How well does a wellbeing measure predict psychiatric ‘caseness’ as well as suicide risk and self-harm in adolescents?

Gordon Parker*, Isabelle Granville Smith, Amelia Paterson, Mia Romano, Dusan Hadzi-Pavlovic, Tahlia Ricciardi

*Corresponding author for this work

Research output: Contribution to journalArticlepeer-review

3 Citations (Scopus)

Abstract

Screening for psychiatric disorders may be hampered by traditional measures that increase participant burden and elicit negative responses via denial and social desirability biases. This study examined the utility of a wellbeing measure to identify psychopathology and suicide risk in adolescent participants. 1,579 students from Sydney schools participated in a survey which assessed wellbeing using the Satisfaction With Life Scale (SWLS) as well as psychiatric disorders and suicide risk. Results showed that low scores on the SWLS discriminated adolescents who had experienced a psychiatric condition or suicidality from those not so assigned. Specifically, students with no psychiatric diagnosis yielded a mean SWLS score of 28.0 while for those assigned a diagnosis, mean scores ranged from 19.4–3.0 across the various psychiatric conditions. Students who reported any suicidal ideation yielded a mean SWLS score of 22.7, and those with a current suicidal plan yielded a mean score of 17.7. We derived SWLS cut-off scores for predicting psychiatric caseness and suicidality but established that they had low positive predictive power. The SWLS therefore appears to provide a limited proxy measure of the chance of a psychiatric disorder or psychological distress, and might usefully complement more direct measures of such states.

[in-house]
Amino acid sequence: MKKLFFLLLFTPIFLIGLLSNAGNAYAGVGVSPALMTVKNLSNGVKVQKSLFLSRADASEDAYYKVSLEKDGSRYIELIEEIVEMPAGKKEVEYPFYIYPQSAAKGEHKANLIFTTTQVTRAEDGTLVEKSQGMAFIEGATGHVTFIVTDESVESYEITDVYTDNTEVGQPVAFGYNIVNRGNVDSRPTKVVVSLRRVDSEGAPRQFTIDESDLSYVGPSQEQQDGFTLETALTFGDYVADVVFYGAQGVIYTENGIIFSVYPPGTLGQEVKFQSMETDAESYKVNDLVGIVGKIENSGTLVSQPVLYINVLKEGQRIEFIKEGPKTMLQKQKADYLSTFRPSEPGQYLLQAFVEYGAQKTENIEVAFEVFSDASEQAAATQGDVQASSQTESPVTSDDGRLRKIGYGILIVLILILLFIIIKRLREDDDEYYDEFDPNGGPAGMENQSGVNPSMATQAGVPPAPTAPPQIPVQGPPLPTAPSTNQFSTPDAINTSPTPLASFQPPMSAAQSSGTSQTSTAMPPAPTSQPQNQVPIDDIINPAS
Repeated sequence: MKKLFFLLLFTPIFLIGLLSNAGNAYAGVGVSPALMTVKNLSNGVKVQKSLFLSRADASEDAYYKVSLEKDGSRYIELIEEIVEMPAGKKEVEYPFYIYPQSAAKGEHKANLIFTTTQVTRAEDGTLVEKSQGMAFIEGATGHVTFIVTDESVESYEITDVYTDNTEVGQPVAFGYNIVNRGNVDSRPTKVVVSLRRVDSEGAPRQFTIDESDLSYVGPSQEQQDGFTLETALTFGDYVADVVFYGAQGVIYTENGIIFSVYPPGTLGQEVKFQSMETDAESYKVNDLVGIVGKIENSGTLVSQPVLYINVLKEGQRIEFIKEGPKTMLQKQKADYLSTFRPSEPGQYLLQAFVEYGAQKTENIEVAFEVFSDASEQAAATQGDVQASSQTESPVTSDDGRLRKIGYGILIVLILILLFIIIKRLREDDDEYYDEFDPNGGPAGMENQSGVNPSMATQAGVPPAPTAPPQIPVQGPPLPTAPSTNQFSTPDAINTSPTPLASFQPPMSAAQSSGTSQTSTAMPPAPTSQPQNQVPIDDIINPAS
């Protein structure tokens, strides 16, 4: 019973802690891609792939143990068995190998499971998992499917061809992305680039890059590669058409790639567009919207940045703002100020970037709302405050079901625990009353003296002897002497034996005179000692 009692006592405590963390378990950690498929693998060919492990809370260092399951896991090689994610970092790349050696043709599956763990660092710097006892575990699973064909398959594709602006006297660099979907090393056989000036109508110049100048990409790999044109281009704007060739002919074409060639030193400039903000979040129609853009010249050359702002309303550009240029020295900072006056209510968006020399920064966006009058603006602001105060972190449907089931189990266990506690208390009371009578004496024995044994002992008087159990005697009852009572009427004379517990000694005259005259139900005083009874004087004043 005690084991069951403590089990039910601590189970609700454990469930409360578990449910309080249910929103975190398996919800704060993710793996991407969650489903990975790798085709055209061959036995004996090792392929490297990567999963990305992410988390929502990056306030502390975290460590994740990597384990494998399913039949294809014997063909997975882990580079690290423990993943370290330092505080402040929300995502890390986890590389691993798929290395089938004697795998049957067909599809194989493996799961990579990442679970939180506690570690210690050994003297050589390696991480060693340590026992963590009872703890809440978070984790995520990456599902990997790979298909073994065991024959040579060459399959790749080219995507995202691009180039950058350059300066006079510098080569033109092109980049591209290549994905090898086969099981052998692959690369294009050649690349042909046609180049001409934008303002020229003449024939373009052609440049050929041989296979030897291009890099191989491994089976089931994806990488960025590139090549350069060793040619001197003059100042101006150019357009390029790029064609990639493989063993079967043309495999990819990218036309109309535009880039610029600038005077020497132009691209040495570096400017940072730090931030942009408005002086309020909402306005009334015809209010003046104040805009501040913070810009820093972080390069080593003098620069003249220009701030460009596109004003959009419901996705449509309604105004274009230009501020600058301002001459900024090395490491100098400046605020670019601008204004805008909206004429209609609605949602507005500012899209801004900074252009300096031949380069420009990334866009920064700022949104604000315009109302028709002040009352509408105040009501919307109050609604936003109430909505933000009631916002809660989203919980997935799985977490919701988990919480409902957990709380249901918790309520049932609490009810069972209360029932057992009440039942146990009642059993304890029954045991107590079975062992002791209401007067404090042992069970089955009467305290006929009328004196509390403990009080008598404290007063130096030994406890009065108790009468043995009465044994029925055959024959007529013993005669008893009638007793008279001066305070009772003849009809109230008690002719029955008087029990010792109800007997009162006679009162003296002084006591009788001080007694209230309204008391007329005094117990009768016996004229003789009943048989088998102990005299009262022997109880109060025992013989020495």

Original languageEnglish
Pages (from-to)323-327
Number of pages5
JournalPsychiatry Research
Volume268
DOIs
Publication statusPublished - Oct 2018
Externally publishedYes

Keywords

  • wellbeing measures
  • SWLS
  • psychiatric diagnosis
  • adolescent wellbeing
  • suicide risk

Fingerprint Dive into the research topics of 'How well does a wellbeing measure predict psychiatric ‘caseness’ as well as suicide risk and self-harm in adolescents?'. Together they form a unique fingerprint.

Cite this